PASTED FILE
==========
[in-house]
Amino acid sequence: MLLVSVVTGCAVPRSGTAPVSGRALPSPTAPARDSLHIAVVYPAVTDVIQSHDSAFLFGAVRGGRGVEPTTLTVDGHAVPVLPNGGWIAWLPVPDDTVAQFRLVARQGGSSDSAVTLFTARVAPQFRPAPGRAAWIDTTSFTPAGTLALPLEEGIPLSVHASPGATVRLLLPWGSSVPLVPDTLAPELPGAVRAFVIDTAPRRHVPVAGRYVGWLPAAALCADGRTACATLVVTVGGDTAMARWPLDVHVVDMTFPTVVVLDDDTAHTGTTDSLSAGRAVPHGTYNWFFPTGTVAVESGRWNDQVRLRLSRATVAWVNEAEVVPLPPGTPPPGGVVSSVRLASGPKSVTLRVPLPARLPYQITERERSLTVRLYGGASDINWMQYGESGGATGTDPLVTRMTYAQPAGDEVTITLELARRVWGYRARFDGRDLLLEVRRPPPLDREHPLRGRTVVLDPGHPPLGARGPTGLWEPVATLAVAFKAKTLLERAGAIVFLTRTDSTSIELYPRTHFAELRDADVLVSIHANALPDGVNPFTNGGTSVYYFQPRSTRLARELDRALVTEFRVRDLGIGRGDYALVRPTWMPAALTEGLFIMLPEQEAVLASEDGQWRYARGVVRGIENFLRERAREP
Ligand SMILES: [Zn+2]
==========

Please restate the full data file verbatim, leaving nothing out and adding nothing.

[in-house]
Amino acid sequence: MLLVSVVTGCAVPRSGTAPVSGRALPSPTAPARDSLHIAVVYPAVTDVIQSHDSAFLFGAVRGGRGVEPTTLTVDGHAVPVLPNGGWIAWLPVPDDTVAQFRLVARQGGSSDSAVTLFTARVAPQFRPAPGRAAWIDTTSFTPAGTLALPLEEGIPLSVHASPGATVRLLLPWGSSVPLVPDTLAPELPGAVRAFVIDTAPRRHVPVAGRYVGWLPAAALCADGRTACATLVVTVGGDTAMARWPLDVHVVDMTFPTVVVLDDDTAHTGTTDSLSAGRAVPHGTYNWFFPTGTVAVESGRWNDQVRLRLSRATVAWVNEAEVVPLPPGTPPPGGVVSSVRLASGPKSVTLRVPLPARLPYQITERERSLTVRLYGGASDINWMQYGESGGATGTDPLVTRMTYAQPAGDEVTITLELARRVWGYRARFDGRDLLLEVRRPPPLDREHPLRGRTVVLDPGHPPLGARGPTGLWEPVATLAVAFKAKTLLERAGAIVFLTRTDSTSIELYPRTHFAELRDADVLVSIHANALPDGVNPFTNGGTSVYYFQPRSTRLARELDRALVTEFRVRDLGIGRGDYALVRPTWMPAALTEGLFIMLPEQEAVLASEDGQWRYARGVVRGIENFLRERAREP
Ligand SMILES: [Zn+2]